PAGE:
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One remarkable fact about my friend’s diet stood out to me: the two highest forms of food, which have the least negative effect on this world, are the foods permitted in this diet, which made the diet seem as if it had a spiritual as well as a physical component.
We Jews are in a constant battle to improve ourselves spiritually, to increase our mitzvos and ma’asim tovim. Clearly, part of our spiritual avodah involves guiding our physical desires so they benefit our spiritual essence. We are aiming for a time when we can return to the purity of life as it was when Hashem created us, at the beginning of history.
This seems consistent with the words of the Ramban, who says that at the end of history “Man shall return … to [the spiritual state] he was in before the sin of the first man, when he would do by nature that which is proper….”
According to Rabbi Moshe Eiseman (commentary to the ArtScroll edition of Sefer Yechezkel, p. 509), at that time we will once more find ourselves in Gan Eden as it was before the sin. The ideal state of mankind is when the soul, following the guidelines of the Torah, exercises control over the body and there is no inconsistency or tension between them.
But this is an article about Purim! What does all this have to do with Purim?
Actually, the connection is remarkable.
The problems that brought Am Yisrael to the brink of catastrophe in the time of Achashveirosh all began with a banquet – a kosher one at that! – at which our ancestors were indulging themselves. Our entire nation was almost destroyed because we created a huge chillul Hashem at a banquet that apparently satisfied all halachic requirements. How can we understand this?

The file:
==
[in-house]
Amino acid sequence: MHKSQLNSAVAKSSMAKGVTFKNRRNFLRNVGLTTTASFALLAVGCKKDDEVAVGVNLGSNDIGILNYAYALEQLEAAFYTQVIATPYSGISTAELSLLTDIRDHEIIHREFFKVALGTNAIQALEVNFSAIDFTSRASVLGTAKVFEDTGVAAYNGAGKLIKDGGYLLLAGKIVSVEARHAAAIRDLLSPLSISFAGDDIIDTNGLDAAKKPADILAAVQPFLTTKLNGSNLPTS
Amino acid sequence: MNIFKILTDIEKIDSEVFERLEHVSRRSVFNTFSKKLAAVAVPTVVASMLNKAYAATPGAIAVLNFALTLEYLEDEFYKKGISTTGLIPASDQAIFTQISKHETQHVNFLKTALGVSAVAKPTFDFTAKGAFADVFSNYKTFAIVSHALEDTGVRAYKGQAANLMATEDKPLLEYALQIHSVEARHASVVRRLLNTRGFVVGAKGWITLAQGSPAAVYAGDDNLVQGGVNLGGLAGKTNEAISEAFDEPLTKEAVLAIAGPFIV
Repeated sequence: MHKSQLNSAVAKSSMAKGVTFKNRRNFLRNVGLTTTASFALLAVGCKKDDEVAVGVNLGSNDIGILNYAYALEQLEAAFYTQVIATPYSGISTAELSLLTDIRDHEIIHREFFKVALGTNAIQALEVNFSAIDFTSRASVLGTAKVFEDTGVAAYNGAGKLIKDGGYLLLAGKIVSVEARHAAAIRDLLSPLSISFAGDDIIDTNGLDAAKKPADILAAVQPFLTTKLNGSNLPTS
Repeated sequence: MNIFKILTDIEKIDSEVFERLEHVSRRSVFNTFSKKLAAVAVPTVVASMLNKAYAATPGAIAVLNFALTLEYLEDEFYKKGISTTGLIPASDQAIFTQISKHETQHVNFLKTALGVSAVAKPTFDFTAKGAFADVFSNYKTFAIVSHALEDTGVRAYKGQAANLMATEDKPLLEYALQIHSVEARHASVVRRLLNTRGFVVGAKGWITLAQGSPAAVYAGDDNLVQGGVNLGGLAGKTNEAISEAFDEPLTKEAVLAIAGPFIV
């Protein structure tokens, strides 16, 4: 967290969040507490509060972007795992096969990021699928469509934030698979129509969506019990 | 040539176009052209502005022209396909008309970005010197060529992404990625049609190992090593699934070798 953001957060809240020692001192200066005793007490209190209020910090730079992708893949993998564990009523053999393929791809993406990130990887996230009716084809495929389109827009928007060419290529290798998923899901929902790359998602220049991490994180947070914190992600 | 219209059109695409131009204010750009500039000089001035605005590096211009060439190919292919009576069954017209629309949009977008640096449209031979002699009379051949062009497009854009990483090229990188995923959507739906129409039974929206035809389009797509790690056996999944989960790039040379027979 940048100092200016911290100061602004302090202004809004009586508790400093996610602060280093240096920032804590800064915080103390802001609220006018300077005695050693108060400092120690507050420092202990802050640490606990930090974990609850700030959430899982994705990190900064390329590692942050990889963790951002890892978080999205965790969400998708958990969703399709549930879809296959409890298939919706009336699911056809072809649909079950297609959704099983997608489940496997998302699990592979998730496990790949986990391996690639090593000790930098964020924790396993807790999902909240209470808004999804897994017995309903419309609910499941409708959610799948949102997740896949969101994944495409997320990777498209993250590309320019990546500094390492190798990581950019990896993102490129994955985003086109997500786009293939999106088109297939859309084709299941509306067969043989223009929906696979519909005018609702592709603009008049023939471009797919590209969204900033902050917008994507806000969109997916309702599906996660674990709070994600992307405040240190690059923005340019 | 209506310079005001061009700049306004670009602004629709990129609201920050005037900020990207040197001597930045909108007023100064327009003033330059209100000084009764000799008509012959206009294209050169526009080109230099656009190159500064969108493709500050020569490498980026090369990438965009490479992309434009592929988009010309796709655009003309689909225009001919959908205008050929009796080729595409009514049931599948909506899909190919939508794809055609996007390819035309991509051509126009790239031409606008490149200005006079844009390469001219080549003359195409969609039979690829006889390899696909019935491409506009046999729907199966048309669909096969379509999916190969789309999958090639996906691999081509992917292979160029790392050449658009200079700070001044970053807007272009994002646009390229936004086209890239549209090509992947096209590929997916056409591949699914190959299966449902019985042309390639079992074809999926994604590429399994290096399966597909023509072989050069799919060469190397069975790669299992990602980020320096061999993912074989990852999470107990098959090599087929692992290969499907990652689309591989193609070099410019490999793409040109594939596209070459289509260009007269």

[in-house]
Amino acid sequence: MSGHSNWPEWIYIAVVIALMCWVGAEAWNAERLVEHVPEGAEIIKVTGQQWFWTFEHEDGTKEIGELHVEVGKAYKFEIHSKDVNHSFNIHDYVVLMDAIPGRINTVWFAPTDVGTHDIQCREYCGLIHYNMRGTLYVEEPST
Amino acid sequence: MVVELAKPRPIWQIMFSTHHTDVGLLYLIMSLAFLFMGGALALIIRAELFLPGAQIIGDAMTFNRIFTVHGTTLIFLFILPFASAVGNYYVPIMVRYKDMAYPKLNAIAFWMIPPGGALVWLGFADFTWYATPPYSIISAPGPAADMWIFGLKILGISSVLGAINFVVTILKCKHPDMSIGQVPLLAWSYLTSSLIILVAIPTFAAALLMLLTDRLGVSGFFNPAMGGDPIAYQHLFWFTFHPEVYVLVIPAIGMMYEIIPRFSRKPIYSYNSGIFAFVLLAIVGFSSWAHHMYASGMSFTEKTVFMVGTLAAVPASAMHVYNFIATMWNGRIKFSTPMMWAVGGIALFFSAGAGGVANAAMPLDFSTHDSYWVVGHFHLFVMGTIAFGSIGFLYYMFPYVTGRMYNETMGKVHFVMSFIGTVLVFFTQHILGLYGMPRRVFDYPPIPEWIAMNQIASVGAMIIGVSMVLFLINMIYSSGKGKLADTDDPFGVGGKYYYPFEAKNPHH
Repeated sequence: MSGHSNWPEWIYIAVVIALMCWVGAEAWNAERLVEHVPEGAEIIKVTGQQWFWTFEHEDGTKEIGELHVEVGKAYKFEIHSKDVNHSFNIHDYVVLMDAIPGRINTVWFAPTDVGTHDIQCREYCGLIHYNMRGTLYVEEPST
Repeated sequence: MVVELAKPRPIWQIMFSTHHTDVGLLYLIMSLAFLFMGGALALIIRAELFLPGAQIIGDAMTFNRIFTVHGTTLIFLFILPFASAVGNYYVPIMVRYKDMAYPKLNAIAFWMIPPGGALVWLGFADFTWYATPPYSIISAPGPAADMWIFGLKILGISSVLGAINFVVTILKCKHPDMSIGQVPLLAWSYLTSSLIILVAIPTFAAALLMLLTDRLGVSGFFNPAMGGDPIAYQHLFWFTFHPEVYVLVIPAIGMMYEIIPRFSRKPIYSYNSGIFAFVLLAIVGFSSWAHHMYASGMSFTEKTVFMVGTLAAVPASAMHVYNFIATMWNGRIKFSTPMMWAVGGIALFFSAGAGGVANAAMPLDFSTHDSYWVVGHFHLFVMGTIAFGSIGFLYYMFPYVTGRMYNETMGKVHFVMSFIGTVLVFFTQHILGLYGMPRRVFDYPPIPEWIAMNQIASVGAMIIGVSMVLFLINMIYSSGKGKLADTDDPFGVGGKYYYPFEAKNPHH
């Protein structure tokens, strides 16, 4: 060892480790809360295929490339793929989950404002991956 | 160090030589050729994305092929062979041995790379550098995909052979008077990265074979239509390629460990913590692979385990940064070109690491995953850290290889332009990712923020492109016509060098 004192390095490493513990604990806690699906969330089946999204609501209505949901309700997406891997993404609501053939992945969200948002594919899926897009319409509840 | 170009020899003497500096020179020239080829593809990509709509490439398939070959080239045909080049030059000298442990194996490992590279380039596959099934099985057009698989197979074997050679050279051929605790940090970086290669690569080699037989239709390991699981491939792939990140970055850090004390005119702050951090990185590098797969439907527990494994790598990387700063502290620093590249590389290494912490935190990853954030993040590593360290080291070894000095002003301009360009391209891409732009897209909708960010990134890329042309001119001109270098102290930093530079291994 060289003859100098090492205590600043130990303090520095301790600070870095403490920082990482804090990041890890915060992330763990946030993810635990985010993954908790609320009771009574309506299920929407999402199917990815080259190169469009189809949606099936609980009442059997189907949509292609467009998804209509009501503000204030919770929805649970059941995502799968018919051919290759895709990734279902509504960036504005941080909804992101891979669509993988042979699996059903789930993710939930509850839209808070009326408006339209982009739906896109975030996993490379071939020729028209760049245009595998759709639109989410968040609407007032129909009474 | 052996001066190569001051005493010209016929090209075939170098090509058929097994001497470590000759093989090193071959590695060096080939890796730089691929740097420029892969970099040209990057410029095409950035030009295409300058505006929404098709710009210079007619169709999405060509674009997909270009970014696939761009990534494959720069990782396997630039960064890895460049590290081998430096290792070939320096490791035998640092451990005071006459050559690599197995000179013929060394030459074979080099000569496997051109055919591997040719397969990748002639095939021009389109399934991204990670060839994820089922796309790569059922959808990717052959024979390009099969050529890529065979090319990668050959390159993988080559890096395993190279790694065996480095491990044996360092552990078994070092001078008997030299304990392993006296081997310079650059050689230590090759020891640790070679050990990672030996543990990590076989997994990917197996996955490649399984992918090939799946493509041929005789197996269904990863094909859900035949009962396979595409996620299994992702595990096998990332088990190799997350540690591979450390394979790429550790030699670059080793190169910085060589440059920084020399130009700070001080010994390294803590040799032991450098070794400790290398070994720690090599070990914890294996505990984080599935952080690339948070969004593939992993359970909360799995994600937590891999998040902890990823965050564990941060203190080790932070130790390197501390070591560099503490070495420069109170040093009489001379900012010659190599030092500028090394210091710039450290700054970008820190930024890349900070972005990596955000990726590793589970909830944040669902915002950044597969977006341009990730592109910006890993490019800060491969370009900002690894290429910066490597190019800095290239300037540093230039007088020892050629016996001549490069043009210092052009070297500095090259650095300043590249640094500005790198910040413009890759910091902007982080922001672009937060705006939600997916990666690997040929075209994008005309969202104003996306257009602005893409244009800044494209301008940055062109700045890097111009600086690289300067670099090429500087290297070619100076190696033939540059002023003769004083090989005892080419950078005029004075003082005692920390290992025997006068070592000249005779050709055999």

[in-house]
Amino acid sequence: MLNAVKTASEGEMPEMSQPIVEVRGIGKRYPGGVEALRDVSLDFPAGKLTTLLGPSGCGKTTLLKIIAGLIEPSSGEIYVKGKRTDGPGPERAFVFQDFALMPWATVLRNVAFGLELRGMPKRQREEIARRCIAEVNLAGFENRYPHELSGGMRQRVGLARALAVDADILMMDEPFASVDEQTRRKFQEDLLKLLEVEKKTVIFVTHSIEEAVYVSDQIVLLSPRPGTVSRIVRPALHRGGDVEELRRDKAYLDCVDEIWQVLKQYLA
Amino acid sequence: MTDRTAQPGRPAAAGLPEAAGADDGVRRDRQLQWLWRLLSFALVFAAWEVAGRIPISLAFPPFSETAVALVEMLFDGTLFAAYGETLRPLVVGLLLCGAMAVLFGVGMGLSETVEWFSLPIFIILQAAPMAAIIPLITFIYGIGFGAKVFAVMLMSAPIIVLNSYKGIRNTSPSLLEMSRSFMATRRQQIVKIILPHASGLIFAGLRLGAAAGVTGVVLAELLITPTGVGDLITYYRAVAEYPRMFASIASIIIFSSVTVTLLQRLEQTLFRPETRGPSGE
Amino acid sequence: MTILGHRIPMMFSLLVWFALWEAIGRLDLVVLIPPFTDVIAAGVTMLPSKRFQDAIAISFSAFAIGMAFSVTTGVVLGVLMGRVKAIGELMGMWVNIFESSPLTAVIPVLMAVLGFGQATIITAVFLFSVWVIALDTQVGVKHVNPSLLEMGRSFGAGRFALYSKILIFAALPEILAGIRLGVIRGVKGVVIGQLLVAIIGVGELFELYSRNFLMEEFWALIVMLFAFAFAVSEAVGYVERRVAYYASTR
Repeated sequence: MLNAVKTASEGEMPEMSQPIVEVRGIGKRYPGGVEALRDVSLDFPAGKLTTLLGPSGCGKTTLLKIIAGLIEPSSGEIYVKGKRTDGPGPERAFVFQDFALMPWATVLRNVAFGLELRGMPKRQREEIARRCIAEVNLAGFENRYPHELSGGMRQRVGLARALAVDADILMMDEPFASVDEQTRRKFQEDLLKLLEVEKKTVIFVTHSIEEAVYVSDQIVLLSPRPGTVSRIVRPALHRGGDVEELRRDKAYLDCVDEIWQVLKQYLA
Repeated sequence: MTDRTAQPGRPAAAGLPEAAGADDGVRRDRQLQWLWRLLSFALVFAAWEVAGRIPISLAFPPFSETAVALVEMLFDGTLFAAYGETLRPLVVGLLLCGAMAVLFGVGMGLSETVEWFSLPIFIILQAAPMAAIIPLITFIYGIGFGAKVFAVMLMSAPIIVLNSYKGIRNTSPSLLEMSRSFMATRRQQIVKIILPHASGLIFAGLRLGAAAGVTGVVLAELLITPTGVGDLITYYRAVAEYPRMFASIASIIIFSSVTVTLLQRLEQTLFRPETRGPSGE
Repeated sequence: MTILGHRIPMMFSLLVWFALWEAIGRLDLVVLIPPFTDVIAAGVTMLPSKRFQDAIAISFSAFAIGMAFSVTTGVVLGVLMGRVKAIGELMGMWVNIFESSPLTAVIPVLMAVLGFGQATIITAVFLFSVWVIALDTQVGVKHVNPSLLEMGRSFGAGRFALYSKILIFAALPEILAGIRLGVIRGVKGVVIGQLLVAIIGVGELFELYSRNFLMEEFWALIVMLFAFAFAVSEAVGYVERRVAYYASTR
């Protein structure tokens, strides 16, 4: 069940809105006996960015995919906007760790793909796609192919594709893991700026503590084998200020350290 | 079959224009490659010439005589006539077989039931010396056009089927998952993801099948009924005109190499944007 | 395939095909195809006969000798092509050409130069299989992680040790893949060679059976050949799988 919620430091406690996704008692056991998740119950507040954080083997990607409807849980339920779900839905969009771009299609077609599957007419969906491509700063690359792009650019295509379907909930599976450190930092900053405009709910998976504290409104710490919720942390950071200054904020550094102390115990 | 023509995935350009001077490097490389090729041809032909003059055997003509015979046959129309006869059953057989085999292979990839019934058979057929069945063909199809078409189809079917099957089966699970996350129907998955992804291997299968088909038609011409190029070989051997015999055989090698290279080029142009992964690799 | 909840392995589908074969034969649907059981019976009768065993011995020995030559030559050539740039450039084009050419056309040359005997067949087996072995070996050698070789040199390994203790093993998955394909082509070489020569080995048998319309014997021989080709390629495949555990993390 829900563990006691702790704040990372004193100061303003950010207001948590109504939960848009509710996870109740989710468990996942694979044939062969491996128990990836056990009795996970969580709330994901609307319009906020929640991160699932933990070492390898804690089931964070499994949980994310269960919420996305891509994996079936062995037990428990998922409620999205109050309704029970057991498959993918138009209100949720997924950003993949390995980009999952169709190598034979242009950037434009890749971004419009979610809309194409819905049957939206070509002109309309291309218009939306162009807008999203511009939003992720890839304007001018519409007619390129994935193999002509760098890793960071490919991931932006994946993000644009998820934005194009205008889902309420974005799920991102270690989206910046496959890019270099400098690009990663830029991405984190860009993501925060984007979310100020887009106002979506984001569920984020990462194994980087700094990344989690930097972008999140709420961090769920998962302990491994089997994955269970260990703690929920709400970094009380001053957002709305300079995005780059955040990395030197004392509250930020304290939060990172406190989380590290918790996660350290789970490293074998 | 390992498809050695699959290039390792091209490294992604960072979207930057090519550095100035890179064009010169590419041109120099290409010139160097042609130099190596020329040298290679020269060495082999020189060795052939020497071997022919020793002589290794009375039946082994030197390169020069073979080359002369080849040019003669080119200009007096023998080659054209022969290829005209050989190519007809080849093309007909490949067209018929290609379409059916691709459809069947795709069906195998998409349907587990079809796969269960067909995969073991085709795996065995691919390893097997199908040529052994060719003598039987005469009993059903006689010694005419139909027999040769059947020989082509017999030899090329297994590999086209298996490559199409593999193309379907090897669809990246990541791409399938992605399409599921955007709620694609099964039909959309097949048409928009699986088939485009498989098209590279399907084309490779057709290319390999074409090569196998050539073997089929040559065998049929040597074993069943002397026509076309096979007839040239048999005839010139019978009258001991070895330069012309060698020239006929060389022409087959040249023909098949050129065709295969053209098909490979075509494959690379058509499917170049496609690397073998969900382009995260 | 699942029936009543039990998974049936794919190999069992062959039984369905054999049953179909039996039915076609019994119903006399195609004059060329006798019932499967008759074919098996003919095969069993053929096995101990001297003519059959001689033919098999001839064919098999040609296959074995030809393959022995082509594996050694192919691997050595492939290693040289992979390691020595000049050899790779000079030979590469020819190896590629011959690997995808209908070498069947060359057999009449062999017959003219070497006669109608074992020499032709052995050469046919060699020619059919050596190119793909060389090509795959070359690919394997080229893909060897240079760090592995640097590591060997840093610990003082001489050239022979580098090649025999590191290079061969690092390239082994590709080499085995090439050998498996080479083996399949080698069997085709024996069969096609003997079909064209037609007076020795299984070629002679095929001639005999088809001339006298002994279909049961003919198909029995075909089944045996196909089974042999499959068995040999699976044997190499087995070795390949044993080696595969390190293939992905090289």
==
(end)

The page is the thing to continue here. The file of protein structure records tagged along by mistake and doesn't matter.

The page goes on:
Clearly it is vital to understand it, because the consequences are profound and eternal. It seems that when our lives are guided by the desires of our palate, we can destroy ourselves completely. This is shocking, but it is supported by not one but two references in the Shema, the cornerstone of our tefillah, which we say at least twice daily. So it must be big.
We say “[Do] not explore after your heart and after your eyes after which you stray ….” Instead, we should go after the tzitzis, which represent the Taryag mitzvos. This clearly means that the things we see with our eyes lead us to destruction. When we go after mitzvos, we are being led to life. If we go after our material desires, we are moving close to danger.
When our ancestors demonstrated – in the presence of the Holy Vessels from the Beis HaMikdash that were being publicly desecrated by Achashveirosh – that their desire to eat and drink outweighed their fear of Heaven, they were making a public spectacle out of their abandonment of Torah. Their desire to satisfy their physical appetite overcame their desire to serve Hashem. This offense placed all Jews in mortal danger, from which only the courage and brilliance of Mordechai and Esther saved them.
Also in the Shema we say, “You will eat and be satisfied.” This is immediately followed by “Beware lest your heart be seduced and you turn astray and serve gods of others and bow to them….” Why this juxtaposition?